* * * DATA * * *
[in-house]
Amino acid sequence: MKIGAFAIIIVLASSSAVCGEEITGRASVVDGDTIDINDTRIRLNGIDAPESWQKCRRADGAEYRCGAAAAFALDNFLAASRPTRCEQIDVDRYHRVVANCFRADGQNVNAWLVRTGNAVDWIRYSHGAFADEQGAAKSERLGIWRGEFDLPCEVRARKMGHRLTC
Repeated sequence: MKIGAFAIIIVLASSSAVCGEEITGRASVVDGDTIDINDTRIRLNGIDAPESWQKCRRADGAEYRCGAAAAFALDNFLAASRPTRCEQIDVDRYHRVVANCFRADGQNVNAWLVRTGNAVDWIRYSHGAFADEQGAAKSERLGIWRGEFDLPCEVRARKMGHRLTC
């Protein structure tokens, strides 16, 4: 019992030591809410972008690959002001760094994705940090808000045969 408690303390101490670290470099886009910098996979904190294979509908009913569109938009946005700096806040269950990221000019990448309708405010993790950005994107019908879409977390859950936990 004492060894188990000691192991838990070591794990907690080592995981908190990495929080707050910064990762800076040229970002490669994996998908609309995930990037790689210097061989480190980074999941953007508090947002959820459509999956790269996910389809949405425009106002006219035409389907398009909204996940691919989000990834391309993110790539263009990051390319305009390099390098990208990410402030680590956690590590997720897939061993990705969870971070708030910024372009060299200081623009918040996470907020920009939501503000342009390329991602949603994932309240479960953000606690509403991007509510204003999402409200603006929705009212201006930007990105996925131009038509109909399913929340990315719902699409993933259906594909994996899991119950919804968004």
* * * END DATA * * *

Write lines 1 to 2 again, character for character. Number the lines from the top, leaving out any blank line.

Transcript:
[in-house]
Amino acid sequence: MKIGAFAIIIVLASSSAVCGEEITGRASVVDGDTIDINDTRIRLNGIDAPESWQKCRRADGAEYRCGAAAAFALDNFLAASRPTRCEQIDVDRYHRVVANCFRADGQNVNAWLVRTGNAVDWIRYSHGAFADEQGAAKSERLGIWRGEFDLPCEVRARKMGHRLTC